I recently interviewed Sundeep Yerapotina, Chief Risk Officer (CRO
What advice do you have for consumers in the current context? Advice on managing their existing debt or for those considering taking out new loans?
On the positive side, many consumers and households could take advantage of the low mortgage rates until a few months ago to refinance their existing home loans or buy new homes. With those rates locked in for the next 30 years, that certainly puts those households in a good position in terms of their monthly repayment burden.
Now, it is crucial that consumers re-examine their household balance sheets to account for higher expenses due to inflation, but also begin to account for higher repayment charges on their existing variable rate loans and future loans. while planning for any disruption to their revenue streams. in the near future.
Given the high likelihood of a recession in the next year, consumers should strive to build enough savings to sustain the loss of income for three or four quarters.
From a credit management perspective, consumers must first categorize their existing debt according to the nature of credit and interest rates. Debts with variable interest rates or high interest rates, such as credit cards, should be considered first. Consumers should explore options for consolidating these debts into a low-rate, fixed loan so they can ease their repayment burden. Considering the appreciation in the value of homes, it may be a good idea to take out a home equity line of credit at a favorable rate to consolidate these debts. Second, consumers should reduce discretionary spending and delay personal projects, such as non-essential home renovations, that require additional credit. Finally, there are some credit decisions we may not be able to delay, such as taking out a student loan for a child’s education or a loan for medical emergencies. Consumers should plan to refinance these loans when interest rates drop in the future.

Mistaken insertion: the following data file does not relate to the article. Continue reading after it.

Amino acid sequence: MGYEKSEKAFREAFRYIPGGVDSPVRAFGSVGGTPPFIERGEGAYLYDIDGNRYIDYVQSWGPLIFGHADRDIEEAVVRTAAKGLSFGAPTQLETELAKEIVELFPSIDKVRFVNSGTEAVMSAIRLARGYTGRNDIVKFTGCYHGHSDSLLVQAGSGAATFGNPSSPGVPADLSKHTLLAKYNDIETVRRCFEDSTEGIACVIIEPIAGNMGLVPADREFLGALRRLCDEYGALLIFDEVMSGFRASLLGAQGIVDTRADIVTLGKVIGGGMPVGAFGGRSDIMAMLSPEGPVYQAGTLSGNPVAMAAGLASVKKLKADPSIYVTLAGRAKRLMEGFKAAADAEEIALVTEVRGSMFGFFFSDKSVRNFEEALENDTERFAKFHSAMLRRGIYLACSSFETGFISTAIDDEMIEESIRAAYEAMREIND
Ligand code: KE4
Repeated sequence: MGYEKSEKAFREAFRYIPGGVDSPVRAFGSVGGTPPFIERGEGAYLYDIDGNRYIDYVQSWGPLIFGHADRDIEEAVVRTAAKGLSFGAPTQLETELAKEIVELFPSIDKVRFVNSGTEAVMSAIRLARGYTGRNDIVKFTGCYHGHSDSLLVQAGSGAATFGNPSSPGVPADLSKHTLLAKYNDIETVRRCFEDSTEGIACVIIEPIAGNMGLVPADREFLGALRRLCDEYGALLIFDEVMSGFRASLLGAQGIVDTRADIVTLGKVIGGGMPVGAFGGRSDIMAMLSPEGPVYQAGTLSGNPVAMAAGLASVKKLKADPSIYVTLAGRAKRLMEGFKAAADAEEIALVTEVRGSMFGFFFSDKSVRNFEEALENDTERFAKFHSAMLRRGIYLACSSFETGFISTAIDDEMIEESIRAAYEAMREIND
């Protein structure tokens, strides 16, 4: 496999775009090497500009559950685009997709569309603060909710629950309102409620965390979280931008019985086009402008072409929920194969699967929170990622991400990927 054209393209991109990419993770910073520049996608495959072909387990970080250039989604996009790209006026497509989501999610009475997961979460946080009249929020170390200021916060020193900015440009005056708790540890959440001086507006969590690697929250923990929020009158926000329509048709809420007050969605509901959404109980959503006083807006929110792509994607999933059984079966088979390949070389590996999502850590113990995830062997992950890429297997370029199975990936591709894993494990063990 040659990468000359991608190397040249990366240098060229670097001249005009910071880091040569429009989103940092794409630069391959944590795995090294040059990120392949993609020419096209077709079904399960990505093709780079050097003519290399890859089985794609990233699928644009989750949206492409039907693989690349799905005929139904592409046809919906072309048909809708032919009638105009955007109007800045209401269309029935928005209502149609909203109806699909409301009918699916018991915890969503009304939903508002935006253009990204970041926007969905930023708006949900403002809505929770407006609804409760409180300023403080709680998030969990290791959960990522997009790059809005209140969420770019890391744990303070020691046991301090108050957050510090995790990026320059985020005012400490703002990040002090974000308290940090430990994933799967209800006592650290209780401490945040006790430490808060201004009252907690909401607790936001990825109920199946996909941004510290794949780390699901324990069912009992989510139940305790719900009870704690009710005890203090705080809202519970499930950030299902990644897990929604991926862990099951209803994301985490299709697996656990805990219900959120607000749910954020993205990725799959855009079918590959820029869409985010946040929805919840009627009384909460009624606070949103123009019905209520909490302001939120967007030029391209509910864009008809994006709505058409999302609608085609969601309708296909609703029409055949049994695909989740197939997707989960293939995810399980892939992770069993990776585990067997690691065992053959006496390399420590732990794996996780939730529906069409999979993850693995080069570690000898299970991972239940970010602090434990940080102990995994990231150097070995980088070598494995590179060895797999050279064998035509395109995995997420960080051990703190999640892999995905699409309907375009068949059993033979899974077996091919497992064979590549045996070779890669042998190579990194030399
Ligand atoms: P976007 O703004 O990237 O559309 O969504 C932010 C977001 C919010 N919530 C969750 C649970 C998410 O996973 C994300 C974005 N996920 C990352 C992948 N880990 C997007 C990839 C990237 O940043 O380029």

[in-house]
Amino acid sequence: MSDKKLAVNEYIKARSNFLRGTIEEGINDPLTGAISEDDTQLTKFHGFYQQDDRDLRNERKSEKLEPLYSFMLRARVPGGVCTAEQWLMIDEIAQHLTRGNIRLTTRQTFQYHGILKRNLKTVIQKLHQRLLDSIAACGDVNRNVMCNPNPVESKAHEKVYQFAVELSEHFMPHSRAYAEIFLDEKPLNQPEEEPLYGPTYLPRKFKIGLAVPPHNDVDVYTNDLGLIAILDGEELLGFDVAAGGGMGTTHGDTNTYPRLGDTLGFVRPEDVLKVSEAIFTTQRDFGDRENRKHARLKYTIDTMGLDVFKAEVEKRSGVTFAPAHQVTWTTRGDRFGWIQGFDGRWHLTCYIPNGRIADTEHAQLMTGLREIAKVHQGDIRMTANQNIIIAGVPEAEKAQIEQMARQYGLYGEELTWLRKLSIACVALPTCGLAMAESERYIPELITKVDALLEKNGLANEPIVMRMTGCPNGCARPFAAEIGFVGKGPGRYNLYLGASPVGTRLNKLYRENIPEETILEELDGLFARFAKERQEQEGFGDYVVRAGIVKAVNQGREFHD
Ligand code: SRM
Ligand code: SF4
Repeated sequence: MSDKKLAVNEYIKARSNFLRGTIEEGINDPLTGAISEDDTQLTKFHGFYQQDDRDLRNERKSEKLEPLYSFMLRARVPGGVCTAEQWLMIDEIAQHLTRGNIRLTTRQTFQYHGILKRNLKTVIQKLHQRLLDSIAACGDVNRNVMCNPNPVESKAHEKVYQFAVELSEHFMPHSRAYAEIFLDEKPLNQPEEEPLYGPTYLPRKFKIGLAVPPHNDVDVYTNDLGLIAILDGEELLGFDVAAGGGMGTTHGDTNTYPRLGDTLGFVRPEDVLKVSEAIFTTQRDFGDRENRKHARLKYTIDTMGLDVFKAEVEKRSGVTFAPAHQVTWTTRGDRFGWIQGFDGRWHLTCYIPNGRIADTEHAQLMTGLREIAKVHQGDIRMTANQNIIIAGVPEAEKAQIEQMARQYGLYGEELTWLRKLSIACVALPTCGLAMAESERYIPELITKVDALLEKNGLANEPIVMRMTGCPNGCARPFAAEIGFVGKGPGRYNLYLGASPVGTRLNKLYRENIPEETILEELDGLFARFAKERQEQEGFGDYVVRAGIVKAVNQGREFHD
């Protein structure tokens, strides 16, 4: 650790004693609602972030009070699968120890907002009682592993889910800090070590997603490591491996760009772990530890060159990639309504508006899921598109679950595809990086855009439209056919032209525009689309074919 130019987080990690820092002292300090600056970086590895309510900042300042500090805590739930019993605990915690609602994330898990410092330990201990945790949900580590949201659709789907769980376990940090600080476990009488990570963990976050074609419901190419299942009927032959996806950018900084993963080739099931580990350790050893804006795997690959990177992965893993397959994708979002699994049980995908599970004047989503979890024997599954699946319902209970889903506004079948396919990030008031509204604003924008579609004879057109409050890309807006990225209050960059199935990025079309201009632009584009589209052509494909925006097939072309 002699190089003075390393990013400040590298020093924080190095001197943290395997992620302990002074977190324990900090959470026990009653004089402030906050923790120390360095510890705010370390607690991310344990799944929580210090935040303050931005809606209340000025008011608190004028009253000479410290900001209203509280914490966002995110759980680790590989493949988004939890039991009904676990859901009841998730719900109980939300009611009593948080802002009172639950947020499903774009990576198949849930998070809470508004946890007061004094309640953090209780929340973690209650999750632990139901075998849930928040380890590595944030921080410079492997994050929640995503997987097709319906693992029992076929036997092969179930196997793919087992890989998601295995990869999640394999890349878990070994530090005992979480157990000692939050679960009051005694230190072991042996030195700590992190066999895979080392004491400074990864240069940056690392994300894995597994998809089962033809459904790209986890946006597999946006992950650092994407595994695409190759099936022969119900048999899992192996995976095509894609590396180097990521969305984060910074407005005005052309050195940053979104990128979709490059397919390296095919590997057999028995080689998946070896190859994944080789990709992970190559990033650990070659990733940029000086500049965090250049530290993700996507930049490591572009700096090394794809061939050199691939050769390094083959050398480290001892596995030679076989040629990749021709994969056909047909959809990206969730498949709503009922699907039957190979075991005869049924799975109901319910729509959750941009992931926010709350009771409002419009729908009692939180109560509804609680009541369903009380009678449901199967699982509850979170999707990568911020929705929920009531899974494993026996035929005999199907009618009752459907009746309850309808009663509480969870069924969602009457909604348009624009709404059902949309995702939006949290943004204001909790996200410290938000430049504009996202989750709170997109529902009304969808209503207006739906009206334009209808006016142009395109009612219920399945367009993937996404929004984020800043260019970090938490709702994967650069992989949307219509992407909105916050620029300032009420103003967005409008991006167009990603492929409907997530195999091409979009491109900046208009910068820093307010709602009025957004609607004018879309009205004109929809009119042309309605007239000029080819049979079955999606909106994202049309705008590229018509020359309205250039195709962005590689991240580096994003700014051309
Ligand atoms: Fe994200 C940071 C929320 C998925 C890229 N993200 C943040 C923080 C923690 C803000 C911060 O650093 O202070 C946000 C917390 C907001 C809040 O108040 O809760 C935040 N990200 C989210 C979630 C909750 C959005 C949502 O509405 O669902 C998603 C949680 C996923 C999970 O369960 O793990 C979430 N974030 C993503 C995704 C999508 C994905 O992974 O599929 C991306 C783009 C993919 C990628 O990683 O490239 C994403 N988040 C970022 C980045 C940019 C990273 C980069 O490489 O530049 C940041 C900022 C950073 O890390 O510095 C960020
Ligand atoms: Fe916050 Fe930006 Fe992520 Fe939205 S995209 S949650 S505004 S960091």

From your point of view, what are the medium and long-term risks to monitor?
That’s an excellent question. The US economy faces some medium to long term risks. In my opinion, here are some of the main risks:
- Geopolitical tensions: Diplomacy and de-escalation of political conflict will be key to maintaining focus on economic progress and other looming challenges facing the country, such as climate change.
- Sovereign debt: With our national debt exceeding $31 trillion and reaching over 120% of GDP, the government and central bank response after the onset and in the aftermath of the next recession, and longer term, will be critical.
- Sustained trade deficit: The sustained trade deficit in the United States is hurting the entire economy and in particular the country’s middle class due to the long-term trend of job loss in many industries, stagnant wages and real incomes, to the decline in the commercial competitiveness of American industry and to changes in the balance of power with the main trading partners.
- Climate change: The disruption that climate change is causing to human living conditions and economic problems requires urgent action. Not to mention its severe impact on our natural ecosystems as well as on the fauna and flora.
- Inflationary pressure due to natural resource supply constraints: I believe the answer lies in continuous innovation in addition to changing living standards.
- Social and political division: Wealth disparity and economic pressure on the working class will continue to create new differences in views on various topics among segments of our society. The deepening schism will limit consensus on key policy measures. The lack of long-term direction and determined action, for example, on the issues mentioned above, will only increase these risks.
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